Security Lessons Learned

By The Editors

In September, more than 21,000 people filled the Georgia World Congress Center in Atlanta to attend the ASIS International 54th Annual Seminar and Exhibits. Keynote speakers enlightened attendees with spirited presentations on politics and the media. More than 170 educational sessions offered insight into a variety of topics. Following are some of the highlights from the seminar and exhibits. (For in-depth coverage of all seminar events including products on display in the more than 2,700 booths, see the November/December issue of ASIS Dynamics.)

President's Reception: A Whale of a Good Time

ASIS International members and their significant others ate, drank, danced, mingled, and networked at Monday evening’s President’s Reception, sponsored by AlliedBarton. The festivities stretched from the World of Coca-Cola across an expansive lawn to the Georgia Aquarium. Wolfgang Puck’s catering division prepared the menu for the event.

The evening got underway as ASIS President Timothy L. Williams, CPP, director of global security for Caterpillar, rolled into the World of Coca-Cola on a golf cart flanked by two mascots: the Coca-Cola polar bear and Georgia’s Aquarium whale shark.

Guests strode around the World of Coca-Cola—a tribute to the classic beverage—and gazed at the oversized Coca-Cola bottles that celebrated world cultures, old and new. The bottles lined the walls leading down to the reception’s main area. Others sipped Coca-Cola products at futuristic soda fountains from five continents as bright balls of vivid lights speckled the floor.

Among the more exotic soft drinks were “Inca” from Peru and “Vegitabeta” from Japan. One choice, “Beverly,” a soft drink from Italy, “has a tonic taste to it,” noted Alexander C. Sparaco, CPP.

Sparaco, president of Baker St. Associates and chair of the Connecticut Chapter, said his involvement with ASIS is based on a simple maxim: “If you sit on the sidelines, then you can’t complain about what happens.”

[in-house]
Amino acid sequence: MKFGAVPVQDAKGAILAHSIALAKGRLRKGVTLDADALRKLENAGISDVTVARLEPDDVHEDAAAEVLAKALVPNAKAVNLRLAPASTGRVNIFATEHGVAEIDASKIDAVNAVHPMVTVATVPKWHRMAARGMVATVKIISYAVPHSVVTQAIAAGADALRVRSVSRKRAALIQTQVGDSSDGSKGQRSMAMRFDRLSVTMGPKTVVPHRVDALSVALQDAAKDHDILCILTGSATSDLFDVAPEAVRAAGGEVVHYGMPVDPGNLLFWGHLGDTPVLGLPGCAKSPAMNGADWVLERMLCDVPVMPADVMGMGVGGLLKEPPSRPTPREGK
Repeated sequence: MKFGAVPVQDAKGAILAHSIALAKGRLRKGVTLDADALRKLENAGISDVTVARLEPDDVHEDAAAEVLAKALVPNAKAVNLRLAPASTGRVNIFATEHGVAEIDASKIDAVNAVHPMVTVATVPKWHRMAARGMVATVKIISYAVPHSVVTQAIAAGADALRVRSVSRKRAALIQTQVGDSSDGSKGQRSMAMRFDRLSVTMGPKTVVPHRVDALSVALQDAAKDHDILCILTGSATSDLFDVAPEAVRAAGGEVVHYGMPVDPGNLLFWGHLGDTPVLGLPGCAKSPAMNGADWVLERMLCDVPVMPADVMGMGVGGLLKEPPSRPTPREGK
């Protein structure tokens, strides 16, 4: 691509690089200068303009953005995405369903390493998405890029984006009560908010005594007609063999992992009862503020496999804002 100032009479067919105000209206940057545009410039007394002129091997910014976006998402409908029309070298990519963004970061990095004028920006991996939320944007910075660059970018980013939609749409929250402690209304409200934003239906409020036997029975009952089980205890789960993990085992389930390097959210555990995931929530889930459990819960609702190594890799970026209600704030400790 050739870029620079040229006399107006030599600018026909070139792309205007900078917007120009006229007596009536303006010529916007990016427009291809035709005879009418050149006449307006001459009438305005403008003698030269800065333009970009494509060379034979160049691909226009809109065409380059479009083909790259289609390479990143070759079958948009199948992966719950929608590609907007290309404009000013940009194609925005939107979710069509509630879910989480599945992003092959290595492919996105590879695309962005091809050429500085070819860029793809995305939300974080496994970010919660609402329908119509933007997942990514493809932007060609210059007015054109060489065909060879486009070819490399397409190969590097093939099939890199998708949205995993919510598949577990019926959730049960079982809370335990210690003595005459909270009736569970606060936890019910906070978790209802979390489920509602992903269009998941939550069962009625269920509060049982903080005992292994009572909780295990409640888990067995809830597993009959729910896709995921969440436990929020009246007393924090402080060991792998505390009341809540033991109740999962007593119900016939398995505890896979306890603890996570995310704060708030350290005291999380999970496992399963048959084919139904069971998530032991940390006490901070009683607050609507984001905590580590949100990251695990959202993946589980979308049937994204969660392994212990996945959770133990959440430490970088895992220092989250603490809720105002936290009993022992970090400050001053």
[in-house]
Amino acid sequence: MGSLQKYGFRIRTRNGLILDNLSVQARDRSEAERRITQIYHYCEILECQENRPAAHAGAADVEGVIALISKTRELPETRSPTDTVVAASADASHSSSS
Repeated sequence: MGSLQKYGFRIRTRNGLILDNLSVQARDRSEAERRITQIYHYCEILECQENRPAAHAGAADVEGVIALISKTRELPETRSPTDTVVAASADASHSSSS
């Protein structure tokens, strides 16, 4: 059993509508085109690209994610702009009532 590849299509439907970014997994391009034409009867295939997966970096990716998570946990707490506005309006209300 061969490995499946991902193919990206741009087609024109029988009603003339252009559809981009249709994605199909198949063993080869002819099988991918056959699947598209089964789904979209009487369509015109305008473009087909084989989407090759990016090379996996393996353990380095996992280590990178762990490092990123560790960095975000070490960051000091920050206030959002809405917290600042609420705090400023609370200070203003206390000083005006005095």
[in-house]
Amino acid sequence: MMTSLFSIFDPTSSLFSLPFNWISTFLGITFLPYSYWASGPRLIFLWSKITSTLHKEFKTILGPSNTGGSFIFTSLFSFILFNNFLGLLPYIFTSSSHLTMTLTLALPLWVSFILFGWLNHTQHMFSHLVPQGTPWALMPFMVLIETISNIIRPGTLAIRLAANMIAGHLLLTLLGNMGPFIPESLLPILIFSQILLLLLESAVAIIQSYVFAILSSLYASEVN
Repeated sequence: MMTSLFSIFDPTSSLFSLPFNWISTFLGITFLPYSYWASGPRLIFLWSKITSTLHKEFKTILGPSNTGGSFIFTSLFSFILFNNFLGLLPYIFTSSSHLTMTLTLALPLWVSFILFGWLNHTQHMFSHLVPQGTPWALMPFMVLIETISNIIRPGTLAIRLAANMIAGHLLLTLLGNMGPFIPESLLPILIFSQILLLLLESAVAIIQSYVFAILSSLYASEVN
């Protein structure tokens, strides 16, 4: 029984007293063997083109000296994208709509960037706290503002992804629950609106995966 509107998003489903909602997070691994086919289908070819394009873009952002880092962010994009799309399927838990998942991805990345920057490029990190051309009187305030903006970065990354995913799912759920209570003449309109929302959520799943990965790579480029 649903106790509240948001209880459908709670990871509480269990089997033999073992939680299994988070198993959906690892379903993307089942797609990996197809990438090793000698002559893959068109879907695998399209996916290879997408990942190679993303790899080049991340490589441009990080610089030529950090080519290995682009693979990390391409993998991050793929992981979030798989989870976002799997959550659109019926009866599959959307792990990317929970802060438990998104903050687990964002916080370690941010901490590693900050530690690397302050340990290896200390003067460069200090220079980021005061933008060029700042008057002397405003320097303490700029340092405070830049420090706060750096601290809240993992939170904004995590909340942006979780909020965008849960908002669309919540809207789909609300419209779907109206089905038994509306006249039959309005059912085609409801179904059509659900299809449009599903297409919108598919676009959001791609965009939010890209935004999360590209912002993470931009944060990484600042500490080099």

James Sanders, director of public safety for Advanced Systems Technology, ducked into the Coca-Cola Theater where classic commercials from around the world played on loop. Though not a member, Sanders said he attended the Seminar and Exhibits to expose his company to the security industry and also meet customers in person.

Steve Bucklin, president and CEO of Glenbrook Security Services Inc., expressed his amazement at how large ASIS has become. “I’ve been coming since 1982, and it’s amazing how much the industry has grown,” he said. “It’s neat to see.”

Curtis Baker of Cornell University’s IT Department said he came to the Seminar and Exhibits “to find new technology to integrate into our systems.” He didn’t anticipate, however, that he would receive such personal attention from vendors. He was particularly impressed with the customer service staffs of Lenel Systems and Stanley Security Systems.

“You can’t get that in Ithaca,” said his coworker Ray Price, a crime prevention officer.

The party continued across the lawn between the two buildings and into the Georgia Aquarium. Guests enjoyed cocktails and hors d’oeuvres as whale sharks and beluga whales swam inside their massive tanks in the background. Aquarium staff members were also on hand to help guests understand the denizens of the deep.

In a special VIP area, at the President’s Reception, members of ASIS’s new CSO Roundtable gathered to talk shop, sip drinks, and persuade other senior level security executives to join their program. The Roundtable now includes 111 chief security officers representing many of the world’s most significant companies. The group provides its members with a secure Web site to discuss matters critical to corporate security.

Thomas Tidiks, CPP, group chief security officer for Zurich Insurance Company, called the Roundtable “a tremendous opportunity for networking and for sharing high-level thoughts.” Tidiks, like all CSOs, wrestles with how corporate security executives explain security’s business value to their CEO. The Roundtable gives him the opportunity to talk to other CSOs and learn new strategies to talk about security as a “business enabler.”